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Leadership is a behavioural outcome of the interaction between a leader and followers in the context of a situation. Just having a title or position does not make us leaders. There is a great deal of learning that has to be internalised for leaders to be able to have the appropriate behaviours needed to make the most of any given situation.
Pratap Nambiar explains in the April issue of the Worldwide Coaching Magazine ,why old dogs need the help of a coach. To show them the link between their actions and the outcomes, but more importantly to build the link between the outcomes, actions, and their link to behaviours which originate from their thinking process.
In the previous episode Bonnie had her first coaching session and found herself unable or unwilling to zero in on her most significant goal. She unexpectedly exploded into tears, saying it was too much to ask of her, to be responsible for her perceptions about everything in her view. This was unusual for Bonnie; she never showed her emotions.
The coach noticed that Bonnie was wound up like a rubber band and wasn’t surprised by her onslaught of emotions; she had seen others let down their guards during her sessions. The coach wondered how much Bonnie would be able to share in their first time together.
In this month’s issue of the Worldwide Coaching Magazine the story continues….
Don’t Just Sit There, Take a Walk. Different Learning Styles Require Creative Approaches.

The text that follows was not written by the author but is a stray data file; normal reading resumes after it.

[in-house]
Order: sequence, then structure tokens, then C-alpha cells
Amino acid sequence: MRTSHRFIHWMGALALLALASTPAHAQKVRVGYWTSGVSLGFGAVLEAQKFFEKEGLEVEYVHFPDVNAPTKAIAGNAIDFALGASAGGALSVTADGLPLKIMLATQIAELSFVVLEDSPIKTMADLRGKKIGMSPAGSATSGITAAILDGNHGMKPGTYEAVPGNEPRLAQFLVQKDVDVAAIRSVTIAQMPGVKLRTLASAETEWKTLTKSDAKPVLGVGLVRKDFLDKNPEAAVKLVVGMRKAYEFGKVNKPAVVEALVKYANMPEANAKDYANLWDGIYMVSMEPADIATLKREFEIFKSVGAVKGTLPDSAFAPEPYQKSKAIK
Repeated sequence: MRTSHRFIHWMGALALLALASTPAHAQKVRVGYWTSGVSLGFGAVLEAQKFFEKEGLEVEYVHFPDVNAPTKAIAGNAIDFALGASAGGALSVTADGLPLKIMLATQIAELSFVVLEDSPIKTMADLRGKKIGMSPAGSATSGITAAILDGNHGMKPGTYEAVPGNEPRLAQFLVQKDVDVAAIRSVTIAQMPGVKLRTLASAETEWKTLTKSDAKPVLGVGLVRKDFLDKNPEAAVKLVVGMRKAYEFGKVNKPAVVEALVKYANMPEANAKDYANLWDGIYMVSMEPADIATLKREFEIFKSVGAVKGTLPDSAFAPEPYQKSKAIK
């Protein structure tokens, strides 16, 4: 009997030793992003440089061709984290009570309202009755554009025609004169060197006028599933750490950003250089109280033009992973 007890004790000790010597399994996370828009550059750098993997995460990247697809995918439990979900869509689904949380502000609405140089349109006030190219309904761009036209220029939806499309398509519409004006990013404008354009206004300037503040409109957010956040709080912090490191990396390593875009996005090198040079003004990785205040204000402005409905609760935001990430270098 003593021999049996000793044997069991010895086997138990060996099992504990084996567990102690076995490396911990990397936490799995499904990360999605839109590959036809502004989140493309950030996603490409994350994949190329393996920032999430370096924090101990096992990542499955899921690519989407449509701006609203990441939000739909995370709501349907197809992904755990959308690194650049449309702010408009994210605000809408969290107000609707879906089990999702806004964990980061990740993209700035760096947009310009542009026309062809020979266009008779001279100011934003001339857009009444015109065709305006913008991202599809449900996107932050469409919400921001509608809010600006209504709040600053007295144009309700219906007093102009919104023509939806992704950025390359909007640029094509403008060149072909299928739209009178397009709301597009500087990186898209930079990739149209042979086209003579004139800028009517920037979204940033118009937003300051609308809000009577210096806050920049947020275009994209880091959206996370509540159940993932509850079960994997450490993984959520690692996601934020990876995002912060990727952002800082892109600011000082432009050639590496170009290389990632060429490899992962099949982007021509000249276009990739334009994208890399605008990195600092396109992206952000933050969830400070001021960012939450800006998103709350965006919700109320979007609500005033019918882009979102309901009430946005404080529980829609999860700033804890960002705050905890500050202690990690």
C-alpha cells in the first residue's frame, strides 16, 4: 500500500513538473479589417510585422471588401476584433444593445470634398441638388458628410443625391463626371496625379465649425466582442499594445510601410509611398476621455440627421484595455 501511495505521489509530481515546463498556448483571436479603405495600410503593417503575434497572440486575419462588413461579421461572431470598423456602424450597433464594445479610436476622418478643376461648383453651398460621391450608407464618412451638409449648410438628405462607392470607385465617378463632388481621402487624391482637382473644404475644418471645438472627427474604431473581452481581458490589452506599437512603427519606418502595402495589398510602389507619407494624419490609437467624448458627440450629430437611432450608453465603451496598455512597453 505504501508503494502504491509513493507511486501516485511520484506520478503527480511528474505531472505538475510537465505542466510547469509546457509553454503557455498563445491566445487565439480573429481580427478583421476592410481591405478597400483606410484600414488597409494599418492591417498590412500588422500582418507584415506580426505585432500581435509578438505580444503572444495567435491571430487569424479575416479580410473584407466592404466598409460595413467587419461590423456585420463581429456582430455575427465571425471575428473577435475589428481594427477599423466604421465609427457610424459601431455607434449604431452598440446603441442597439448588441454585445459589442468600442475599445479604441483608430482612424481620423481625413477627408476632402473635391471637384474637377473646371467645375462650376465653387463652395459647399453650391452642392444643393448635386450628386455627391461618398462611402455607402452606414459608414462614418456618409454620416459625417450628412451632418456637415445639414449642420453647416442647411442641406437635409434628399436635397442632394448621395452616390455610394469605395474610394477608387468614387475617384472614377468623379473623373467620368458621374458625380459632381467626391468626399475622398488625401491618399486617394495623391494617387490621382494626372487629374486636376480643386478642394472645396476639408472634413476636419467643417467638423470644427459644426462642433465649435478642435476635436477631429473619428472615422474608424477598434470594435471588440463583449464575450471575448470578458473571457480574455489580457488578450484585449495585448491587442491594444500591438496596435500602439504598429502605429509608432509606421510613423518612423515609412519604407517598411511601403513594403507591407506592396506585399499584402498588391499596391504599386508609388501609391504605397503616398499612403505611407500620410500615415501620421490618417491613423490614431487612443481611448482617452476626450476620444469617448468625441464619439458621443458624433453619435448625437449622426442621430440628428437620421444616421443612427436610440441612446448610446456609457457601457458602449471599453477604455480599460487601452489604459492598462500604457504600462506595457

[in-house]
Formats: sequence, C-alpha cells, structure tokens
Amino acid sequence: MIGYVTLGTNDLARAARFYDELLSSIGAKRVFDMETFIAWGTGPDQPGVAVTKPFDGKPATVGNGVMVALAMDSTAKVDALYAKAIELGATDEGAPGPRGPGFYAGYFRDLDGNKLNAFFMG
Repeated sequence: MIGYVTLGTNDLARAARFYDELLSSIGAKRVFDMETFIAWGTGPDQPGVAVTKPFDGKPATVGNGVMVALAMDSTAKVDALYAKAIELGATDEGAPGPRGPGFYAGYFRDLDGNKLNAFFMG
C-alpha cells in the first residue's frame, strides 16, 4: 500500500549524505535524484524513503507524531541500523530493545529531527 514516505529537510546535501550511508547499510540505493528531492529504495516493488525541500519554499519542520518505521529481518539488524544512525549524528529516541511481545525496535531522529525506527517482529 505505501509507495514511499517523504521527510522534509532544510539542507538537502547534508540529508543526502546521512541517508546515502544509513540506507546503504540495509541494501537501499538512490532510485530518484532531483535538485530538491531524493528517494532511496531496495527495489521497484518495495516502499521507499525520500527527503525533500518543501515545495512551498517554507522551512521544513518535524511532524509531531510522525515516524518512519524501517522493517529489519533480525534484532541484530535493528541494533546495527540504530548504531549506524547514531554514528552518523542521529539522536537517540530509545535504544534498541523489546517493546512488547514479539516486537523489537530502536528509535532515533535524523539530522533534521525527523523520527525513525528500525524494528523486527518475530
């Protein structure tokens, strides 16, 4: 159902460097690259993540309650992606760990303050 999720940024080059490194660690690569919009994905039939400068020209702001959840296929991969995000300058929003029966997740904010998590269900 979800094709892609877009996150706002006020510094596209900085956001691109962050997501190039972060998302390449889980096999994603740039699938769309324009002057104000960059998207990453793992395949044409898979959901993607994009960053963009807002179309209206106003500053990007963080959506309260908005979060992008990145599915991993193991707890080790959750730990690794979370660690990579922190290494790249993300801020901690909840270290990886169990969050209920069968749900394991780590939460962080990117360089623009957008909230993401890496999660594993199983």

It’s no surprise that people learn in different ways. There are those who prefer to engage with new knowledge through images, those who prefer to absorb through listening and those who need to be physically involved. Once recognized, these preferences can make a world of difference to both the learner and the teacher. But also the coach.
Understanding a client’s learning style can be a catalyst for bringing new creative approaches to the coaching work.
Yael Blum explains how to do this, in the April issue of the Worldwide Coaching Magazine.
Mindfulness, according to Jon Kabat Zinn, who popularized Mindfulness Based Stress Reduction in North America, is “knowing what you are doing when you are doing it,” a state of active awareness. Reflection before, during and after action, is a mindfulness practice that helps the practitioner develop self-awareness, making it a valuable resource for coaching. The Mindfulness Cycle provides us with a framework that gives coaches and their coaching clients feedback on multiple levels of being, enabling insight and creating awareness that leads to direct knowledge and facilitates the development of informed intention.
Julia explains in her article how this works and one of her clients shares her experience on video in the April issue.
Many executive to small business coaches take the approach to identify one aspect of chaos within their clients’ lives. Maybe this is the wrong approach.
If chaos can be a low to a very high state of disequilibrium, depending upon each individual chaos reflex factor, possibly a better approach is to embrace all of the chaos. Then start to look for any patterns including repetitive behaviors within that chaos. Of course this requires the coach to be comfortable with being in a state of chaos as well.
Leanne offers another approach in this month’s issue.
Successful CEOs know that, to keep their companies growing, competence must be accompanied by a new consciousness
An adaptive challenge represents a set of problems – dilemmas that seemingly cannot be resolved, yet which must be resolved if one is to move up to the next level of performance.
It is necessary to adapt to the changing circumstances, to the increasing level of complexity, and dig deep to find the inner strength to overcome new challenges that have not been faced before.
What makes it difficult to deal with adaptive challenges is that, most often, you do not realise you are facing one; and even if you do, you do not have an adequate response because you are not prepared. Pratap is grabbing the bull by its horns and shows you how to prepare yourself in this month’s issue of the Worldwide Coaching Magazine.